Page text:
In our column last Saturday we gave some information which we found in a manuscript written by Thomas B. Sarber on the social life of the pioneers of Kosciusko county. We mentioned that, according to Sarber, the early settlers were very hospitable and would go to great lengths to help one another out. However, he does tell of one individual who came to his neighborhood who didn't fit into the picture too well. The man hailed from Vermont and Sarber usually referred to him as Mr. B. Using the wording and punctuation of the manuscript we quote:
"He was close fisted and all for himself. The older settlers said he was a black sheep. He called a cow--knew. A clapboard he called a shake, a logrolling a bee, etc. He invited all the people for miles around to come to a bee at his house telling them to be sure and bring sharp axes and also to bring the boys along. Everybody thought he had a very rich bee tree and was going to have a feast. Of course everybody was there early in the morning. It was not a bee tree though. He set them to falling trees and chopping them ready to roll into heaps. The boys he put to piling brush. In the afternoon they piled the logs. In the evening he said, that will make me quite a corn patch. Everyone took it as a huge Yankee trick.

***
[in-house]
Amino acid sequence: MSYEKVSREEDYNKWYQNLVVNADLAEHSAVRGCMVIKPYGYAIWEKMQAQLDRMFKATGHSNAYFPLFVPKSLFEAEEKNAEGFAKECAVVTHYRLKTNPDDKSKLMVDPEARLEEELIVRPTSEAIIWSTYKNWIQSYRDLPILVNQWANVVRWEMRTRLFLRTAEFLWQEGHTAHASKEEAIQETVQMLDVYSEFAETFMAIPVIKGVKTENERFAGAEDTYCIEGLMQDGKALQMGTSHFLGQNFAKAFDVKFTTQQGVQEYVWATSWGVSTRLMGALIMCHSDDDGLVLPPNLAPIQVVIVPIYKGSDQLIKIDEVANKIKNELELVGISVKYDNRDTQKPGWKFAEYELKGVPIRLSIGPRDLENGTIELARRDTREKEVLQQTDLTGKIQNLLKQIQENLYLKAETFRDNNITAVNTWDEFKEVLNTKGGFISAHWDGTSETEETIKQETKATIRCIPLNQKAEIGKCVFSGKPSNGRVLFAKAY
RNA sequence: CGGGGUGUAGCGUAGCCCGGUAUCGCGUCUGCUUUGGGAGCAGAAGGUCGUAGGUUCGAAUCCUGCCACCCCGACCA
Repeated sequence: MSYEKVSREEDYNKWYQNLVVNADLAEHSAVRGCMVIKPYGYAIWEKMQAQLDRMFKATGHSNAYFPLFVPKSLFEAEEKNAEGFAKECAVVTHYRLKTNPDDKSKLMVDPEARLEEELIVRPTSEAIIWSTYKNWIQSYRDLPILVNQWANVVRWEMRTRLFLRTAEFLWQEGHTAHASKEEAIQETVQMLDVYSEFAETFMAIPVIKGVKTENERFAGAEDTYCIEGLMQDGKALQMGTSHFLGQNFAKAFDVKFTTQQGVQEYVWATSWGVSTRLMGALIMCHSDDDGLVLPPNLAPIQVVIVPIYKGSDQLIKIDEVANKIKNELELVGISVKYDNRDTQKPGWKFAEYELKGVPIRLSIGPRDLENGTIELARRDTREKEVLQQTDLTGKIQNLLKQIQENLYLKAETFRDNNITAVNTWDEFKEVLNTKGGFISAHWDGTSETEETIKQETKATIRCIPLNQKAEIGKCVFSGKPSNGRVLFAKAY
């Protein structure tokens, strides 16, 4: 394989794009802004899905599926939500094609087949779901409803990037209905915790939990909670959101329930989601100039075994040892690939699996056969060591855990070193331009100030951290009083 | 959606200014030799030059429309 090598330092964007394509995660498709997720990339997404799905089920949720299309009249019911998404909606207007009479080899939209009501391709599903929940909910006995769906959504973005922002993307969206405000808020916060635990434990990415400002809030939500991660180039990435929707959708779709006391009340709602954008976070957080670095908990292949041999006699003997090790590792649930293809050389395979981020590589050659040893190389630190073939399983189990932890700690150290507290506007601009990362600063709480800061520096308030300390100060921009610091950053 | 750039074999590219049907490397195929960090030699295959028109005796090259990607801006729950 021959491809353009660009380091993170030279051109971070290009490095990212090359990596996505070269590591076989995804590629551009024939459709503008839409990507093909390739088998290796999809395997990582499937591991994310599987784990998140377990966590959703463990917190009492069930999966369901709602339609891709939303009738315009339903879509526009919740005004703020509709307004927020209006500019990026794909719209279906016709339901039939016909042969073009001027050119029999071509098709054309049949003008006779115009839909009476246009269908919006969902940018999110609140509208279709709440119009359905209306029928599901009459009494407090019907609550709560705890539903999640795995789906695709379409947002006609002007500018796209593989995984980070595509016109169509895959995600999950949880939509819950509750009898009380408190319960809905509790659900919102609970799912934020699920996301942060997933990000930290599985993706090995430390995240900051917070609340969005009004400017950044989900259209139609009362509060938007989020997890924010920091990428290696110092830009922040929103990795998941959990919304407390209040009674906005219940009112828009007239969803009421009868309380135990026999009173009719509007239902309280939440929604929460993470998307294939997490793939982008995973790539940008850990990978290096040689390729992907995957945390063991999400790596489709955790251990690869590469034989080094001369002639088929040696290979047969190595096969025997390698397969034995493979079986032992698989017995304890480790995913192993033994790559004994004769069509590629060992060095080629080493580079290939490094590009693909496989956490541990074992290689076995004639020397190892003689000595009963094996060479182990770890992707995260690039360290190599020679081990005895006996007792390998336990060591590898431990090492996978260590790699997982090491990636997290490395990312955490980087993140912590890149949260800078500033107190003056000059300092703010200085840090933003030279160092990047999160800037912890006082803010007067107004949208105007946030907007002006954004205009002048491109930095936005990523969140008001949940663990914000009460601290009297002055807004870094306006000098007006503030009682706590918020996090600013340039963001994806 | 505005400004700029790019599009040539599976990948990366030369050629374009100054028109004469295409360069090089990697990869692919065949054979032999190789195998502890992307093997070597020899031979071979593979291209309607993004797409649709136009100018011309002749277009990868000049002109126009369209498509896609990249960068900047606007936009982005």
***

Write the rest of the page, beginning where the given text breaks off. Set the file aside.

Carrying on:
"Mr. B. lived all summer on what the neighbors gave him. In the fall he had a nice fat hog. He got a neighbor to help butcher it. When he got it hung up he said, "Sam, what will I do? If I pay back all the meat my neighbors have brought me, I won't have any left." Sam said to just leave it hang till Wednesday night and then tell the neighbors that it was stolen. This suggestion struck Mr. B. So they just left it hang. The next morning, Mr. B. came over to Sam's shop and said with an oath, "Sam, someone actually did steal my hog!" Sam laughed heartily and said, "Stick to that story and you will come out all right in the end." The hog was stolen and Mr. B. got so mad he left the country.
Warsaw Times-Union Tues. Aug. 18, 1953